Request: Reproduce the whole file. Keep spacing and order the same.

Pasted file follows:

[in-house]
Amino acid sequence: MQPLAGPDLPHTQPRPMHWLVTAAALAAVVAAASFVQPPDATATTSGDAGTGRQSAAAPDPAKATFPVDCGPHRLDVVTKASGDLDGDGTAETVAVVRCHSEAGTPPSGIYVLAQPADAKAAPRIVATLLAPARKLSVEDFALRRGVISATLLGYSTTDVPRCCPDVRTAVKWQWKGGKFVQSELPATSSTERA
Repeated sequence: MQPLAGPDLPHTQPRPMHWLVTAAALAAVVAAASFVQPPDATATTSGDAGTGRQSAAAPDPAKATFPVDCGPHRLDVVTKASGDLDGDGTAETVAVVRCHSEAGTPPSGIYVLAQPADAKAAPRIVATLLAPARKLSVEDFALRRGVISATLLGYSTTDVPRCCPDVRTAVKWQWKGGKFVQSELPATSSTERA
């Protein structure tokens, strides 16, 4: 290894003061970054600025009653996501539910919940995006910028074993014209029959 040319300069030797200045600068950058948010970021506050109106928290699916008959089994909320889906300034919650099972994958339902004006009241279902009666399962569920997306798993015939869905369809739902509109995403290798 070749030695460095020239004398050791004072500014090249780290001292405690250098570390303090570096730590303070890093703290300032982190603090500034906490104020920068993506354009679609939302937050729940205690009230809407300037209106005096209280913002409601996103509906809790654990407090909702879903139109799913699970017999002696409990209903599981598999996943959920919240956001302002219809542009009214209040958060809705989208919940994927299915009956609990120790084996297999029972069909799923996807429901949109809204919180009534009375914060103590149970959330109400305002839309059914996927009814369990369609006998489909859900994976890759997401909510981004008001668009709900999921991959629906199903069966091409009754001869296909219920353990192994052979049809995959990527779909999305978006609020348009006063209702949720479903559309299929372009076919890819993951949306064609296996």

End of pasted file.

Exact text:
[in-house]
Amino acid sequence: MQPLAGPDLPHTQPRPMHWLVTAAALAAVVAAASFVQPPDATATTSGDAGTGRQSAAAPDPAKATFPVDCGPHRLDVVTKASGDLDGDGTAETVAVVRCHSEAGTPPSGIYVLAQPADAKAAPRIVATLLAPARKLSVEDFALRRGVISATLLGYSTTDVPRCCPDVRTAVKWQWKGGKFVQSELPATSSTERA
Repeated sequence: MQPLAGPDLPHTQPRPMHWLVTAAALAAVVAAASFVQPPDATATTSGDAGTGRQSAAAPDPAKATFPVDCGPHRLDVVTKASGDLDGDGTAETVAVVRCHSEAGTPPSGIYVLAQPADAKAAPRIVATLLAPARKLSVEDFALRRGVISATLLGYSTTDVPRCCPDVRTAVKWQWKGGKFVQSELPATSSTERA
């Protein structure tokens, strides 16, 4: 290894003061970054600025009653996501539910919940995006910028074993014209029959 040319300069030797200045600068950058948010970021506050109106928290699916008959089994909320889906300034919650099972994958339902004006009241279902009666399962569920997306798993015939869905369809739902509109995403290798 070749030695460095020239004398050791004072500014090249780290001292405690250098570390303090570096730590303070890093703290300032982190603090500034906490104020920068993506354009679609939302937050729940205690009230809407300037209106005096209280913002409601996103509906809790654990407090909702879903139109799913699970017999002696409990209903599981598999996943959920919240956001302002219809542009009214209040958060809705989208919940994927299915009956609990120790084996297999029972069909799923996807429901949109809204919180009534009375914060103590149970959330109400305002839309059914996927009814369990369609006998489909859900994976890759997401909510981004008001668009709900999921991959629906199903069966091409009754001869296909219920353990192994052979049809995959990527779909999305978006609020348009006063209702949720479903559309299929372009076919890819993951949306064609296996």